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Serving up cookbooks as holiday gifts

Thursday, December 7, 2017

Wondering what to get the foodie on your holiday list? Or perhaps you are stumped on what to give the hard-to-shop-for friend or family member who has everything. Well, everyone has to eat, right? Cookbooks can make great gifts, especially when they closely match the receiver’s interests and abilities.

Begin by thinking about the recipient of the present, said Barbara Brown, Oklahoma State University Cooperative Extension food specialist.

“Is the person receiving the gift interested in cooking? If not, maybe they’d prefer to get a murder mystery so they can read while eating out,” Brown said. “Or, for some, even though they don’t do a lot of cooking, a cookbook is more about reading and learning about food rather than finding recipes and actually cooking. In that case, maybe a cookbook is a good option.”

Gift givers also should consider the skill level of the recipient.

There should be a fairly close match between a recipient’s skill in the kitchen compared to the skill needed to prepare recipes in the cookbook.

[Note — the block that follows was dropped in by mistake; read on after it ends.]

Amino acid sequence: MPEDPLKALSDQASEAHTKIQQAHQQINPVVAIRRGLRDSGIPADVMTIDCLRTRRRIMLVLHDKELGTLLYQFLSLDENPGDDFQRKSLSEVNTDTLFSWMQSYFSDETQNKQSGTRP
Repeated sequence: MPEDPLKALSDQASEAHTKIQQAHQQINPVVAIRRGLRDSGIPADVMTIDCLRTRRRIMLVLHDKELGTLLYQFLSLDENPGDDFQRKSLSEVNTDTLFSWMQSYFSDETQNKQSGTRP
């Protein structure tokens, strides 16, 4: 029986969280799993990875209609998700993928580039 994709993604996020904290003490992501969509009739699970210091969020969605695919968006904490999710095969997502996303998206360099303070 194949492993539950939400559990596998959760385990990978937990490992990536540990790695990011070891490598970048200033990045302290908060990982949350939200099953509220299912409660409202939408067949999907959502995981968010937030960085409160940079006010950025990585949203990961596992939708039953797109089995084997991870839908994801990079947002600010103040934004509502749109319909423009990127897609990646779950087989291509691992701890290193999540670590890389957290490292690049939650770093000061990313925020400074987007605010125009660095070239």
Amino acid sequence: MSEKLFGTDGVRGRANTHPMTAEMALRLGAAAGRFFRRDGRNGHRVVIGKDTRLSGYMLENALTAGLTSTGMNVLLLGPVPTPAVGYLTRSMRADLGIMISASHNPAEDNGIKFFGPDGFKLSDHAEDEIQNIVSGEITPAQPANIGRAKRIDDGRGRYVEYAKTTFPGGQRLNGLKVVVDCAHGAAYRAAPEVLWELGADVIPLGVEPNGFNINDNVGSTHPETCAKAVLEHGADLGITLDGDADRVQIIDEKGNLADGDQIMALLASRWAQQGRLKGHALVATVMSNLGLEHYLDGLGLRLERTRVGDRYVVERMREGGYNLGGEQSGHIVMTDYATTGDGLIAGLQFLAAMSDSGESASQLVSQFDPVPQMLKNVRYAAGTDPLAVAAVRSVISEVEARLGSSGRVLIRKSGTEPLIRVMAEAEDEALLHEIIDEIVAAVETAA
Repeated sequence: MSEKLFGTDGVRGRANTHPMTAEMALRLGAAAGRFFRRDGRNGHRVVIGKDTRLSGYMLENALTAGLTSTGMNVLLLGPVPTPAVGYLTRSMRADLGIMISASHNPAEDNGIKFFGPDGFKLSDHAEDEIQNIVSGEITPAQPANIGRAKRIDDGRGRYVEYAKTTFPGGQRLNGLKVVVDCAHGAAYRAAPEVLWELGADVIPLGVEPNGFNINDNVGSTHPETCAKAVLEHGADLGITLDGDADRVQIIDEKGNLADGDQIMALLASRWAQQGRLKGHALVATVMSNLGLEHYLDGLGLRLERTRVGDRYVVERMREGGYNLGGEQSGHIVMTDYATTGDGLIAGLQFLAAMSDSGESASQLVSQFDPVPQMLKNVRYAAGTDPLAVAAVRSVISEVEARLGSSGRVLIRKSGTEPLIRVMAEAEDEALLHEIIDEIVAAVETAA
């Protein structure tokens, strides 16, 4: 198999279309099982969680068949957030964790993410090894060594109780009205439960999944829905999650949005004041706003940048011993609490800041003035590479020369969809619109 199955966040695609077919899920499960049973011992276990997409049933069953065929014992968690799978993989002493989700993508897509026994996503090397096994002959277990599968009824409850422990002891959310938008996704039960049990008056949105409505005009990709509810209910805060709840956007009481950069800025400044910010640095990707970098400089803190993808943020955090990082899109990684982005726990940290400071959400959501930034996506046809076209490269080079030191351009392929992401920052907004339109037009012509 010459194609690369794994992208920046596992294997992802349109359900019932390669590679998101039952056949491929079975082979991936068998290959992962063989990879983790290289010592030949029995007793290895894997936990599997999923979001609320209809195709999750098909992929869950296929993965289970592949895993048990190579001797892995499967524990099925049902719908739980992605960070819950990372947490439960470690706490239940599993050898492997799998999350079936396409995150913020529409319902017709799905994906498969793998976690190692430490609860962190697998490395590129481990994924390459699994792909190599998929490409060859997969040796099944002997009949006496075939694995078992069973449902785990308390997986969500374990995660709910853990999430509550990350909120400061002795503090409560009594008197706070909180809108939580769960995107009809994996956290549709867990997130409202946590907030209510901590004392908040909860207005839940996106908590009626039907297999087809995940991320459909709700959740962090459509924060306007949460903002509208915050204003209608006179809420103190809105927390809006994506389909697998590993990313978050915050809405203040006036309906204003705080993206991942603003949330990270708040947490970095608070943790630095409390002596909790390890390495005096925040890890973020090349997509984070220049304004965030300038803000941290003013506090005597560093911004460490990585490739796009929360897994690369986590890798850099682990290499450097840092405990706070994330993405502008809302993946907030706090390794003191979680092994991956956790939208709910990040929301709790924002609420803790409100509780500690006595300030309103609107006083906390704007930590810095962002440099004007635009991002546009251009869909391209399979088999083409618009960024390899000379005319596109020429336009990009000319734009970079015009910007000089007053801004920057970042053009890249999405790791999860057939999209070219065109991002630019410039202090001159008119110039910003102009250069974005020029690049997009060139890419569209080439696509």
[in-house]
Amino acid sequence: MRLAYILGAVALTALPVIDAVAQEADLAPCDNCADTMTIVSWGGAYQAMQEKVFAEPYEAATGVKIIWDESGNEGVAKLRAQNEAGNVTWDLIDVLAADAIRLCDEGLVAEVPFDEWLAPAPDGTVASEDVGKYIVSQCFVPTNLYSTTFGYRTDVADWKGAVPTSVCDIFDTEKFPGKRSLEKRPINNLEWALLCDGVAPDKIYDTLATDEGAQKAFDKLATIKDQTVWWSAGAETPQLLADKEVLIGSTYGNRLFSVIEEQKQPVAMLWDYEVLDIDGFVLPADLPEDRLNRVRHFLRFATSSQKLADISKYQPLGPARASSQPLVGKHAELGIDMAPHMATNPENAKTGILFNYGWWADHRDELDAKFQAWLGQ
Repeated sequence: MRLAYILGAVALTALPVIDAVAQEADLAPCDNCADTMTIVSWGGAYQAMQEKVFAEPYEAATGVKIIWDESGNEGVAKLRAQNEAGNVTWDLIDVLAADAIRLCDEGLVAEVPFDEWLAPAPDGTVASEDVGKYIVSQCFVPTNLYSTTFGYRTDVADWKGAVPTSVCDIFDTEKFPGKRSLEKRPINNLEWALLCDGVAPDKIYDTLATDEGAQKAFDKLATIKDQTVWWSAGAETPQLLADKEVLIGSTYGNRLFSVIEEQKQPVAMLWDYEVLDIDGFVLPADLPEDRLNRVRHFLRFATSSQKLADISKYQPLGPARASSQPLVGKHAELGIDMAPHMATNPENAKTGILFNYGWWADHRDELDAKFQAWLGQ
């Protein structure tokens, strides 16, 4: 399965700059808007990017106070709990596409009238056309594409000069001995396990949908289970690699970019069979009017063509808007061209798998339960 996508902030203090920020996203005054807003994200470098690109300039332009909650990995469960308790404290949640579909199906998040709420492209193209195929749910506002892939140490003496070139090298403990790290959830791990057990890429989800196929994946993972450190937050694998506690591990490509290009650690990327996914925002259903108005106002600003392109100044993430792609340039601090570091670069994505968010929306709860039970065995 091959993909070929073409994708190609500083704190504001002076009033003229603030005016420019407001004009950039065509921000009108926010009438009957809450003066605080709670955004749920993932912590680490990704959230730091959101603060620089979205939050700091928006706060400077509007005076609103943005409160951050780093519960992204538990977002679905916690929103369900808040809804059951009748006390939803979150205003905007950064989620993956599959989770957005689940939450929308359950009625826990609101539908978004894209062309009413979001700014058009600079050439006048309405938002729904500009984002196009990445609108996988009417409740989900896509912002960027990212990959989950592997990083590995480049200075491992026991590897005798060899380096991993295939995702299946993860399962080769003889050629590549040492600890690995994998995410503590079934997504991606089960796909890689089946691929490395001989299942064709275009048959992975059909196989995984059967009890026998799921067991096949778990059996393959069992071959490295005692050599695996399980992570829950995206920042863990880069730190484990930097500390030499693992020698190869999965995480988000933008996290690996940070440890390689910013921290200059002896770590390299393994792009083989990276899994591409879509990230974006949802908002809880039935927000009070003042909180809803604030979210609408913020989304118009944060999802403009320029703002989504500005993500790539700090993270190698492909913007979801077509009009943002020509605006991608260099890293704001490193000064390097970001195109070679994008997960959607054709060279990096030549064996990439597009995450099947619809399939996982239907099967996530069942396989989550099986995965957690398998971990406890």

It also is important look at the types of foods the recipes prepare as well as the types of recipes featured in the cookbook.

“Why give a cookbook on preparing meats to a vegan, right?” Brown said. “Meanwhile, a book of recipes with many ingredients and lots of steps probably won’t get much use by someone who wants a meal on the table in 10 or 20 minutes.”

Other criteria to consider are whether the cookbook features colorful pictures and readily accessible ingredients.

Although most foods are available for purchase through the internet, having to wait a couple days for a specific ingredient could dampen the excitement and anticipation of trying a new recipe.

While a more experienced cook or baker may be able to substitute local ingredients for what is not available and the finished product may taste good, it is not the same.

Finally, gifters should look for cookbooks in which the recipes are well written with ingredients listed in the order they will be added and given in common measurements.

“Most recipes are written in standard American format using volume to measure. But, it’s a bonus when cookbooks use both volume and weight, especially for baking, where weighing ingredients is more accurate,” Brown said. “It’s also a nice feature if nutritional information per serving is provided as well as how much equals one serving.”

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